Loving The Interviewee and Not Their Knowledge
As resumes aren’t infallible, so too are interviewers. Many interviewees practice their interviewing skills in order to impress the interviewers, even if their skills aren’t up to par with the job description and needs of the company.
To avoid any biases, any potential candidate should be interviewed by multiple people on the team. This will allow for multiple opinions on a candidate and ensure that no bias by a single interviewer clouds the decision to extend an offer.
Not Meeting Market Compensation
A company can and will only attract candidates of a certain caliber dependent on overall compensation. The best candidates, those who know their worth and what they bring to the team, will be choosier on what they want from a potential employer.
If you are not meeting or exceeding the compensation offered by the competition and the market, then you will have an extremely difficult time attracting the highest caliber candidates. This hiring mistakes costs you money in the long-term. By not compensating an employee at market rates, you may get an employee who isn’t as skilled or knowledgeable.
Not Selling Your Full Offerings
While you may not be able to fully meet the market compensation, so long as you are within a certain standard-deviation, you should still be able to attract high caliber clients.
From there, the onus is on you to sell your offerings. This means offering ‘soft’ benefits. Letting potential candidates know that you’re flexible on working from home, that you provide weekly lunches or breakfast, that they have flexibility with their hours, can provide enough justification to certain candidates.
Sugarcoating The Job and The Challenges Associated With The Job
A critical error that many employers make is sugarcoating the job and the challenges associated with the job. By not being more honest and transparent on what the job entails, employers set potential employees up for failure and resentment.
Being honest and letting potential candidates understand what challenges they will face with the job will allow for candidates to prepare themselves for those challenges.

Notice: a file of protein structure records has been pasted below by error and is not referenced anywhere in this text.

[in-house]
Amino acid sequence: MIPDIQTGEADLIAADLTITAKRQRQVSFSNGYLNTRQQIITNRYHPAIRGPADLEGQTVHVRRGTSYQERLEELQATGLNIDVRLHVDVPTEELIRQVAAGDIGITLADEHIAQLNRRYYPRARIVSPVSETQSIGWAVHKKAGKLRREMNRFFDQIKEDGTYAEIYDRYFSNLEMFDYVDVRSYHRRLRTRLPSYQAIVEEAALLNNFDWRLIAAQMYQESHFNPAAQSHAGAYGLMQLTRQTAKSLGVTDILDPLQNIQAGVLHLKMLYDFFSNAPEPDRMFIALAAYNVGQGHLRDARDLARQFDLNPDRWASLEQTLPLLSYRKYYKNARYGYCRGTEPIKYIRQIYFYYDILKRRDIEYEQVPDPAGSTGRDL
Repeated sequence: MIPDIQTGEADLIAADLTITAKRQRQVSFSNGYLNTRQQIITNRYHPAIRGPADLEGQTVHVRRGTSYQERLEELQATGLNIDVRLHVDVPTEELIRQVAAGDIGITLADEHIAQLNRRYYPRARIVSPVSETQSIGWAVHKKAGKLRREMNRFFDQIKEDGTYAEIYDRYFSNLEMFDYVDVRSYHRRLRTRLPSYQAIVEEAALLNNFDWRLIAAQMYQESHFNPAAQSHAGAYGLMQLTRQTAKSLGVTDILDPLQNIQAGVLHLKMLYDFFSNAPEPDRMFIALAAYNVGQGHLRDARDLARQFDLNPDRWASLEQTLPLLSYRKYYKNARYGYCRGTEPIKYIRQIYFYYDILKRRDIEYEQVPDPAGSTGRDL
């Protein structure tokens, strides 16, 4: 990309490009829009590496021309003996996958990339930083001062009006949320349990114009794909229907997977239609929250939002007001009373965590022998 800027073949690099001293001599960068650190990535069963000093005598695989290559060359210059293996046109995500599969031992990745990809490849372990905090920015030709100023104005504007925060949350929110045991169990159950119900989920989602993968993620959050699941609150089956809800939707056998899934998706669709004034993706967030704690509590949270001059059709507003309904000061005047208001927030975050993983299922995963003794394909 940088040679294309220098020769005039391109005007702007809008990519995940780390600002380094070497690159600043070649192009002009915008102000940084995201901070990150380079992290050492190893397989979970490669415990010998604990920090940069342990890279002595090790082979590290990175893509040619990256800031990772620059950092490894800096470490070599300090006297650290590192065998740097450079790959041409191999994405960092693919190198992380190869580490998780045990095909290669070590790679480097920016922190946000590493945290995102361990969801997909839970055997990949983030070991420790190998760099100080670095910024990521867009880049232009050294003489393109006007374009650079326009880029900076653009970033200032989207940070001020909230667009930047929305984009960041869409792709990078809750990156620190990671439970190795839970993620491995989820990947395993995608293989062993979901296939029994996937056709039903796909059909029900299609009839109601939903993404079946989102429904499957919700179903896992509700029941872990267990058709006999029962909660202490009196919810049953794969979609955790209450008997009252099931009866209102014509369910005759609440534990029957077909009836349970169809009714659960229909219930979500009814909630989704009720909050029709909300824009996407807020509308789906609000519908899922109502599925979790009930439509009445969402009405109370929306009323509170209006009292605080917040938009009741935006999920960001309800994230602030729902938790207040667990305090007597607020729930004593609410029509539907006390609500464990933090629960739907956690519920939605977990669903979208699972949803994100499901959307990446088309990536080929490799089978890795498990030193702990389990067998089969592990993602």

Not Considering Internal Candidates
Perhaps one of the most demoralizing things an employer can do is to hire an external candidate over a qualified internal candidate.
Internal candidates have shown their loyalty, they understand the business, and have built relationships within the company that will prove useful in difficult situations. By not considering internal candidates, employers risk alienating employees and can see an increase in turnover.
Not Holding Phone Screens
Employers whom opt not to hold phone screens or interviews risk bringing in candidates who are not fully qualified or knowledgeable. By holding a quick phone screen, you can easily narrow the in-person interview pool, saving you time and helping you to choose the correct and best candidate.
Not Considering Employee Referrals
Employers should be listening to their employees and what better way to show that you’re listening than by taking the time to meet with employee referrals?
Employees want to make a good impression to their managers and will only refer candidates they believe would be perfect for the job. Give these referrals a chance and you may be pleasantly surprised.
Not Involving Enough People
A crucial mistake that many people make is not including the team in their hiring decision. You should have any potential candidate meet with multiple people on the team, including both senior and junior members.
Take the feedback from all members of your team and make the best decision from there.
Not Having An Interview Script
Not having an interview script or set of questions ready to ask can hurt your ability to ask the right questions. By freestyling the interview, you run into the potential of losing track of the interview and not asking the necessary questions.
Rather, you should have an interview script ready and abide by the format you set.
Talking Too Much
An interview is a chance for a potential candidate to show off their skills and their knowledge. You want to ask pointed questions, but don’t want to steal the show by speaking over or past the candidate.
Rather, ask a question and allow the interviewee to show their skills and answer.
Looking For Another You
I’ve known employers who look for themselves in all candidates they interview and are then frustrated when they fail to find one. You have to remember, you are looking for a diverse candidate, who will bring a different perspective to the team.